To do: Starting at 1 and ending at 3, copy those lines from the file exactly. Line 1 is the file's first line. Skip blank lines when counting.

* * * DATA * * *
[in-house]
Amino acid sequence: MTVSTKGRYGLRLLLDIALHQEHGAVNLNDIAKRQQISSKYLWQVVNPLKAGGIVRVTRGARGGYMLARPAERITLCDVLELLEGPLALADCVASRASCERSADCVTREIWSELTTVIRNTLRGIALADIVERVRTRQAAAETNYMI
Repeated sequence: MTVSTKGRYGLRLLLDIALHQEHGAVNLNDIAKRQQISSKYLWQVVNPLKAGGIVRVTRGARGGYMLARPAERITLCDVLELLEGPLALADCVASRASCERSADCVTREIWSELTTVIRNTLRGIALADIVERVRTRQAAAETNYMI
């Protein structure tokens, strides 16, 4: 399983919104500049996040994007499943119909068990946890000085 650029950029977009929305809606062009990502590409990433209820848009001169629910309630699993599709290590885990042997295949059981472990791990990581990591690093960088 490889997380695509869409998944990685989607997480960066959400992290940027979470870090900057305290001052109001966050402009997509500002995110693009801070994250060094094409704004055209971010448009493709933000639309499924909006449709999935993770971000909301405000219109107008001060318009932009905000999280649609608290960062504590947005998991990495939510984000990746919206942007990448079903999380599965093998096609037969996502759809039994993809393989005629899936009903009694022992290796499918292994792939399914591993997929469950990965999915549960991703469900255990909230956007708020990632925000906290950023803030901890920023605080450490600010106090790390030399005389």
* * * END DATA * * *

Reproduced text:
[in-house]
Amino acid sequence: MTVSTKGRYGLRLLLDIALHQEHGAVNLNDIAKRQQISSKYLWQVVNPLKAGGIVRVTRGARGGYMLARPAERITLCDVLELLEGPLALADCVASRASCERSADCVTREIWSELTTVIRNTLRGIALADIVERVRTRQAAAETNYMI
Repeated sequence: MTVSTKGRYGLRLLLDIALHQEHGAVNLNDIAKRQQISSKYLWQVVNPLKAGGIVRVTRGARGGYMLARPAERITLCDVLELLEGPLALADCVASRASCERSADCVTREIWSELTTVIRNTLRGIALADIVERVRTRQAAAETNYMI